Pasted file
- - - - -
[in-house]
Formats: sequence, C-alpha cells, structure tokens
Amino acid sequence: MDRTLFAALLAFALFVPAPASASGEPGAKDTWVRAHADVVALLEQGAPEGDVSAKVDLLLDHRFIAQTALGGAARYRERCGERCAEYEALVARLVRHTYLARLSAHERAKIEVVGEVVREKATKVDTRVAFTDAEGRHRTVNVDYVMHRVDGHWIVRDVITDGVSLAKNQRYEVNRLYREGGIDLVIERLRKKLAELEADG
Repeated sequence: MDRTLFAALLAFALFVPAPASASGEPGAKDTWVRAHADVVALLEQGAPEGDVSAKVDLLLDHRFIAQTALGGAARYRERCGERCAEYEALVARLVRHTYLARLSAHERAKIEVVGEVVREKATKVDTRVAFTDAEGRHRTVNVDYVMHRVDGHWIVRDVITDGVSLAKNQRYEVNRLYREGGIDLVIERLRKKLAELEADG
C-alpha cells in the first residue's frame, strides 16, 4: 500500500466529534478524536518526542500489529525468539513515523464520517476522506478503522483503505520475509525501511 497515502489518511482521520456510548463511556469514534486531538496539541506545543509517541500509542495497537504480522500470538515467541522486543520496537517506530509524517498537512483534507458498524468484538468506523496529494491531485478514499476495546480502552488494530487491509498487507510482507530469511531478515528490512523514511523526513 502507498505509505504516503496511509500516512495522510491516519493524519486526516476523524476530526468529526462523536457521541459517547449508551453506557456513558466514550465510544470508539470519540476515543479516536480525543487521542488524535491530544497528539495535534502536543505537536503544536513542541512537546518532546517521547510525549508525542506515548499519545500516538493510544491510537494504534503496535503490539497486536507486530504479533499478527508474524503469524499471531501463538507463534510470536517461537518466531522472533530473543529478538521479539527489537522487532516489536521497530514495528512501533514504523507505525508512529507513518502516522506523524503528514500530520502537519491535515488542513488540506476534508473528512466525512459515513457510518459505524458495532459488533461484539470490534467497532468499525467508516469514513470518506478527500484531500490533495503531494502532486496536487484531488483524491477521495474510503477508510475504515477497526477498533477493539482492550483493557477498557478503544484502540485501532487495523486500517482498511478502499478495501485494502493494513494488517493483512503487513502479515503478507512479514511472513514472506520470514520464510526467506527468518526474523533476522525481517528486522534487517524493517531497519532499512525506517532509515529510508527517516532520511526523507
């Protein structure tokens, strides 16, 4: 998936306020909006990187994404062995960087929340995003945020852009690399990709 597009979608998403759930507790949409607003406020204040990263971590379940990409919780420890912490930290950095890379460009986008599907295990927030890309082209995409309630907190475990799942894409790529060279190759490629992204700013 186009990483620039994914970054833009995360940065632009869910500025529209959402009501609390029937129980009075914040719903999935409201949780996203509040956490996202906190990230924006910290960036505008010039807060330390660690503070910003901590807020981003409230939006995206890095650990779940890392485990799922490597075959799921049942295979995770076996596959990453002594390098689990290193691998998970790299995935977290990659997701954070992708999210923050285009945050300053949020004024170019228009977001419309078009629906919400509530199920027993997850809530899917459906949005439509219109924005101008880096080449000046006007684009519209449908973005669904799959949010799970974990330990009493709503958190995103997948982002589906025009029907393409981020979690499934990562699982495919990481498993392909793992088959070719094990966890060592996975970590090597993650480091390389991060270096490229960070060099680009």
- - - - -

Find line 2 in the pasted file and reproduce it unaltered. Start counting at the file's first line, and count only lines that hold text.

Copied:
Formats: sequence, C-alpha cells, structure tokens